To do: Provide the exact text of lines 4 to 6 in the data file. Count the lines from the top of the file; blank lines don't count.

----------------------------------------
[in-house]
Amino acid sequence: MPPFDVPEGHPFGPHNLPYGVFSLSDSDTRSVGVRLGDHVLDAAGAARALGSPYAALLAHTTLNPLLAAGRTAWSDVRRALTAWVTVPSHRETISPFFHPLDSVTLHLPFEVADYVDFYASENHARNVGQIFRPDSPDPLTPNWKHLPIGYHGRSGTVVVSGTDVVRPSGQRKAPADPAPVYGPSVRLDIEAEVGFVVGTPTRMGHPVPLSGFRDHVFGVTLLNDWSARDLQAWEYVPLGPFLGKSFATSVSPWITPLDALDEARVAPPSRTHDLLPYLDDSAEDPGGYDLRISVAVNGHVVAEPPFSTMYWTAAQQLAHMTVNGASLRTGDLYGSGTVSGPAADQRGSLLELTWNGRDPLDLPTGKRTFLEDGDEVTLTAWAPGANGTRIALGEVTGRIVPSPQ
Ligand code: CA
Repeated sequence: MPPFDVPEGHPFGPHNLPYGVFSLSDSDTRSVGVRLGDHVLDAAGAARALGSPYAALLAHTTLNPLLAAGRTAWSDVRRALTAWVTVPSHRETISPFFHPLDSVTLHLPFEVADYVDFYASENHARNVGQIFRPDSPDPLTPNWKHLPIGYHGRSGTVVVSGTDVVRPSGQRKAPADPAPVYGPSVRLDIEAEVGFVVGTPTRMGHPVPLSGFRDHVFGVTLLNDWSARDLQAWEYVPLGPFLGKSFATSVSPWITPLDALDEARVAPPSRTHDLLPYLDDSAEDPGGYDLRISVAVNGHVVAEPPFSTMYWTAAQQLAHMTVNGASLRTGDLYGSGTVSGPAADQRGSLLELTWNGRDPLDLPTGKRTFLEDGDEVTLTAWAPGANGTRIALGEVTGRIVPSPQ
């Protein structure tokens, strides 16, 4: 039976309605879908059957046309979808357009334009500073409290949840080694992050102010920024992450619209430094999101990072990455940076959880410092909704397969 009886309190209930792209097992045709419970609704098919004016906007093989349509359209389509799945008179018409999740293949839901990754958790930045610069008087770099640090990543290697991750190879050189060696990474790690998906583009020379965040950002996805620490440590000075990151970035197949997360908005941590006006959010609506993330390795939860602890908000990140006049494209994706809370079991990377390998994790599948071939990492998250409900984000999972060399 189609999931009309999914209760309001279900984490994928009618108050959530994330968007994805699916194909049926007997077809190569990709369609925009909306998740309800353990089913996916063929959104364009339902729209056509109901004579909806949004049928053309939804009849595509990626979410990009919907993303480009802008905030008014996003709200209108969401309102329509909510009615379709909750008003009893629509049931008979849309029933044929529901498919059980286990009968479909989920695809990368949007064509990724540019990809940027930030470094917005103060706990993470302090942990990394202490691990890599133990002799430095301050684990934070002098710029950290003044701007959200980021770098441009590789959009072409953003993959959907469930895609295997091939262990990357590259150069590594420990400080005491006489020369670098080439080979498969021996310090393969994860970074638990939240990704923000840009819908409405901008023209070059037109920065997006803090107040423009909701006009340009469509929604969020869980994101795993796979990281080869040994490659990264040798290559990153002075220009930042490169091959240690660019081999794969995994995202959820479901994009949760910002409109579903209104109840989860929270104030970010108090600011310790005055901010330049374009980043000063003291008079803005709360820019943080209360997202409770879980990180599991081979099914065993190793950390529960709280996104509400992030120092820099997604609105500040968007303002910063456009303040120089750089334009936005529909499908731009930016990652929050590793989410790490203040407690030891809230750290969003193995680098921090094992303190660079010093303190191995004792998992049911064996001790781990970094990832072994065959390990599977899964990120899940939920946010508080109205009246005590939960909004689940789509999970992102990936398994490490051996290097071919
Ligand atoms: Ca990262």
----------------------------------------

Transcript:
Repeated sequence: MPPFDVPEGHPFGPHNLPYGVFSLSDSDTRSVGVRLGDHVLDAAGAARALGSPYAALLAHTTLNPLLAAGRTAWSDVRRALTAWVTVPSHRETISPFFHPLDSVTLHLPFEVADYVDFYASENHARNVGQIFRPDSPDPLTPNWKHLPIGYHGRSGTVVVSGTDVVRPSGQRKAPADPAPVYGPSVRLDIEAEVGFVVGTPTRMGHPVPLSGFRDHVFGVTLLNDWSARDLQAWEYVPLGPFLGKSFATSVSPWITPLDALDEARVAPPSRTHDLLPYLDDSAEDPGGYDLRISVAVNGHVVAEPPFSTMYWTAAQQLAHMTVNGASLRTGDLYGSGTVSGPAADQRGSLLELTWNGRDPLDLPTGKRTFLEDGDEVTLTAWAPGANGTRIALGEVTGRIVPSPQ
């Protein structure tokens, strides 16, 4: 039976309605879908059957046309979808357009334009500073409290949840080694992050102010920024992450619209430094999101990072990455940076959880410092909704397969 009886309190209930792209097992045709419970609704098919004016906007093989349509359209389509799945008179018409999740293949839901990754958790930045610069008087770099640090990543290697991750190879050189060696990474790690998906583009020379965040950002996805620490440590000075990151970035197949997360908005941590006006959010609506993330390795939860602890908000990140006049494209994706809370079991990377390998994790599948071939990492998250409900984000999972060399 189609999931009309999914209760309001279900984490994928009618108050959530994330968007994805699916194909049926007997077809190569990709369609925009909306998740309800353990089913996916063929959104364009339902729209056509109901004579909806949004049928053309939804009849595509990626979410990009919907993303480009802008905030008014996003709200209108969401309102329509909510009615379709909750008003009893629509049931008979849309029933044929529901498919059980286990009968479909989920695809990368949007064509990724540019990809940027930030470094917005103060706990993470302090942990990394202490691990890599133990002799430095301050684990934070002098710029950290003044701007959200980021770098441009590789959009072409953003993959959907469930895609295997091939262990990357590259150069590594420990400080005491006489020369670098080439080979498969021996310090393969994860970074638990939240990704923000840009819908409405901008023209070059037109920065997006803090107040423009909701006009340009469509929604969020869980994101795993796979990281080869040994490659990264040798290559990153002075220009930042490169091959240690660019081999794969995994995202959820479901994009949760910002409109579903209104109840989860929270104030970010108090600011310790005055901010330049374009980043000063003291008079803005709360820019943080209360997202409770879980990180599991081979099914065993190793950390529960709280996104509400992030120092820099997604609105500040968007303002910063456009303040120089750089334009936005529909499908731009930016990652929050590793989410790490203040407690030891809230750290969003193995680098921090094992303190660079010093303190191995004792998992049911064996001790781990970094990832072994065959390990599977899964990120899940939920946010508080109205009246005590939960909004689940789509999970992102990936398994490490051996290097071919
Ligand atoms: Ca990262």